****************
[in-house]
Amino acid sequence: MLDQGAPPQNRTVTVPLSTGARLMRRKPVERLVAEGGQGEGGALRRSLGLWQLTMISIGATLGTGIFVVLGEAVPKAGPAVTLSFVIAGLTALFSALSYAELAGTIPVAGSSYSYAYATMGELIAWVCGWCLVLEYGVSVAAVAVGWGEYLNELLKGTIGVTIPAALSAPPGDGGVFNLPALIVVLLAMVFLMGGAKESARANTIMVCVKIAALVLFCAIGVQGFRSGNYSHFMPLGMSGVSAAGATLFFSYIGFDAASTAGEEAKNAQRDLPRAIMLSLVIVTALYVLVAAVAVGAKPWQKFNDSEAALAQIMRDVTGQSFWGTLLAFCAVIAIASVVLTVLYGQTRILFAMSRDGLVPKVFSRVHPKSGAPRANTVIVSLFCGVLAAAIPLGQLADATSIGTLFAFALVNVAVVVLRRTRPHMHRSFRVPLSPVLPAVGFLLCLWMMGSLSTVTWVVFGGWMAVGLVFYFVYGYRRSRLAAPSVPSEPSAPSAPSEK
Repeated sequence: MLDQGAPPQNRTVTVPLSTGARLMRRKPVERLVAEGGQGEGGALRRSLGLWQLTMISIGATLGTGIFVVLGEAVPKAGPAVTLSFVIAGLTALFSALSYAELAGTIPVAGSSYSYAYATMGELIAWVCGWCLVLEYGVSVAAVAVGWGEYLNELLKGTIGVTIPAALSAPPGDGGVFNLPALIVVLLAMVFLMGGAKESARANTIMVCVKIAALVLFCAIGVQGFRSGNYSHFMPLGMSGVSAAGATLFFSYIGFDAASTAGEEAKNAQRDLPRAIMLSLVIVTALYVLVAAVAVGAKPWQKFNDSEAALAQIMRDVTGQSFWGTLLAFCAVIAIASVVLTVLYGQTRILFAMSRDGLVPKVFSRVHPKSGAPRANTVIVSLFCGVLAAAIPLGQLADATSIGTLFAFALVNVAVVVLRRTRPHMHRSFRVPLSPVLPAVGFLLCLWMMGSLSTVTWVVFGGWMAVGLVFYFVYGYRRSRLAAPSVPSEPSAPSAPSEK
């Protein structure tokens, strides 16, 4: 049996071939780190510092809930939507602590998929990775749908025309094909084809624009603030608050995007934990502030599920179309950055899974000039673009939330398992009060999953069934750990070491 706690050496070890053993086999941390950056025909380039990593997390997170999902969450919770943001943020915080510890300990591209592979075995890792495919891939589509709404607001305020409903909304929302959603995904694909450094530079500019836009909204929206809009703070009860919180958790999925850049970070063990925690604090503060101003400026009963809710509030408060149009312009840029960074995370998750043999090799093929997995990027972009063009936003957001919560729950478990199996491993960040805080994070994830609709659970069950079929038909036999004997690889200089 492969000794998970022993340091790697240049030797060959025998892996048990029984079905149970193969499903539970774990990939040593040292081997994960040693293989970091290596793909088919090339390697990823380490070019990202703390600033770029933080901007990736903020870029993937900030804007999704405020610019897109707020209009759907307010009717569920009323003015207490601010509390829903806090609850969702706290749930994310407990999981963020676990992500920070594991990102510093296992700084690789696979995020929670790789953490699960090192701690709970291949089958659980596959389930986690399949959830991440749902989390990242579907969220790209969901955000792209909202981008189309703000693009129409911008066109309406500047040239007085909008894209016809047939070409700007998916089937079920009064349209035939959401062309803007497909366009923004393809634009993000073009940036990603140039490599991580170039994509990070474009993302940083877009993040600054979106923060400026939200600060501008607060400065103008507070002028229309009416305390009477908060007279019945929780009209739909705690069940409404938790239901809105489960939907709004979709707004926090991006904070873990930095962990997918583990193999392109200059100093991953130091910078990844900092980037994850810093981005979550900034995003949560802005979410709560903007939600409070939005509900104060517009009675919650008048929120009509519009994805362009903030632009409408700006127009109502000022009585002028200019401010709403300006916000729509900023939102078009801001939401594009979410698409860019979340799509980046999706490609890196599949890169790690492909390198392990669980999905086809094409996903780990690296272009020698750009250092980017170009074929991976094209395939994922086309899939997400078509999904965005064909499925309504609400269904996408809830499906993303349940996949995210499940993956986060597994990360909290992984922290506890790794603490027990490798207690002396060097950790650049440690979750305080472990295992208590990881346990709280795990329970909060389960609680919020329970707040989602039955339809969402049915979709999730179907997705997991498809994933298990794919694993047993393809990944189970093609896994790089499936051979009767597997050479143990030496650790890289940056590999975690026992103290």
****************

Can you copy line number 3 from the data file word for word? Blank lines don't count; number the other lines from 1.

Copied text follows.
Repeated sequence: MLDQGAPPQNRTVTVPLSTGARLMRRKPVERLVAEGGQGEGGALRRSLGLWQLTMISIGATLGTGIFVVLGEAVPKAGPAVTLSFVIAGLTALFSALSYAELAGTIPVAGSSYSYAYATMGELIAWVCGWCLVLEYGVSVAAVAVGWGEYLNELLKGTIGVTIPAALSAPPGDGGVFNLPALIVVLLAMVFLMGGAKESARANTIMVCVKIAALVLFCAIGVQGFRSGNYSHFMPLGMSGVSAAGATLFFSYIGFDAASTAGEEAKNAQRDLPRAIMLSLVIVTALYVLVAAVAVGAKPWQKFNDSEAALAQIMRDVTGQSFWGTLLAFCAVIAIASVVLTVLYGQTRILFAMSRDGLVPKVFSRVHPKSGAPRANTVIVSLFCGVLAAAIPLGQLADATSIGTLFAFALVNVAVVVLRRTRPHMHRSFRVPLSPVLPAVGFLLCLWMMGSLSTVTWVVFGGWMAVGLVFYFVYGYRRSRLAAPSVPSEPSAPSAPSEK